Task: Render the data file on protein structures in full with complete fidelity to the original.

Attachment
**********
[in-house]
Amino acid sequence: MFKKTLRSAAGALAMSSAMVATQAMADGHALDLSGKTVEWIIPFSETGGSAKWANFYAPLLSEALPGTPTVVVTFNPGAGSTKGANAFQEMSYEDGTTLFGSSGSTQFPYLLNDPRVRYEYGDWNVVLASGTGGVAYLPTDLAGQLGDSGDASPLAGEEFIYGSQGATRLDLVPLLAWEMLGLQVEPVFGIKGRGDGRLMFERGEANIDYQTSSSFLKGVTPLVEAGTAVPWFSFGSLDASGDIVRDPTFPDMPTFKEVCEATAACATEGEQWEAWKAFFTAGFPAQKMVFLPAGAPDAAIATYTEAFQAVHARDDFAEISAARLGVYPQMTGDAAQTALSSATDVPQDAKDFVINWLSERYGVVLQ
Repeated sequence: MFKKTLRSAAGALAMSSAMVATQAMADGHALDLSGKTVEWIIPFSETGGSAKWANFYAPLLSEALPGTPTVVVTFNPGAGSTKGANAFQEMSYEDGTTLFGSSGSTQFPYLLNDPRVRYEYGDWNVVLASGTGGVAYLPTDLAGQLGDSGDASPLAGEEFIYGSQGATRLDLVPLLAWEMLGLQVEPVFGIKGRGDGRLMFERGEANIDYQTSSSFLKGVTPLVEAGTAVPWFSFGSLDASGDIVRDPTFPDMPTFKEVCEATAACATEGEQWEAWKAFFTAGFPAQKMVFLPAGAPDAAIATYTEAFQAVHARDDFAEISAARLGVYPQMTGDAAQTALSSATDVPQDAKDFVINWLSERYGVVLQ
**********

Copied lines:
[in-house]
Amino acid sequence: MFKKTLRSAAGALAMSSAMVATQAMADGHALDLSGKTVEWIIPFSETGGSAKWANFYAPLLSEALPGTPTVVVTFNPGAGSTKGANAFQEMSYEDGTTLFGSSGSTQFPYLLNDPRVRYEYGDWNVVLASGTGGVAYLPTDLAGQLGDSGDASPLAGEEFIYGSQGATRLDLVPLLAWEMLGLQVEPVFGIKGRGDGRLMFERGEANIDYQTSSSFLKGVTPLVEAGTAVPWFSFGSLDASGDIVRDPTFPDMPTFKEVCEATAACATEGEQWEAWKAFFTAGFPAQKMVFLPAGAPDAAIATYTEAFQAVHARDDFAEISAARLGVYPQMTGDAAQTALSSATDVPQDAKDFVINWLSERYGVVLQ
Repeated sequence: MFKKTLRSAAGALAMSSAMVATQAMADGHALDLSGKTVEWIIPFSETGGSAKWANFYAPLLSEALPGTPTVVVTFNPGAGSTKGANAFQEMSYEDGTTLFGSSGSTQFPYLLNDPRVRYEYGDWNVVLASGTGGVAYLPTDLAGQLGDSGDASPLAGEEFIYGSQGATRLDLVPLLAWEMLGLQVEPVFGIKGRGDGRLMFERGEANIDYQTSSSFLKGVTPLVEAGTAVPWFSFGSLDASGDIVRDPTFPDMPTFKEVCEATAACATEGEQWEAWKAFFTAGFPAQKMVFLPAGAPDAAIATYTEAFQAVHARDDFAEISAARLGVYPQMTGDAAQTALSSATDVPQDAKDFVINWLSERYGVVLQ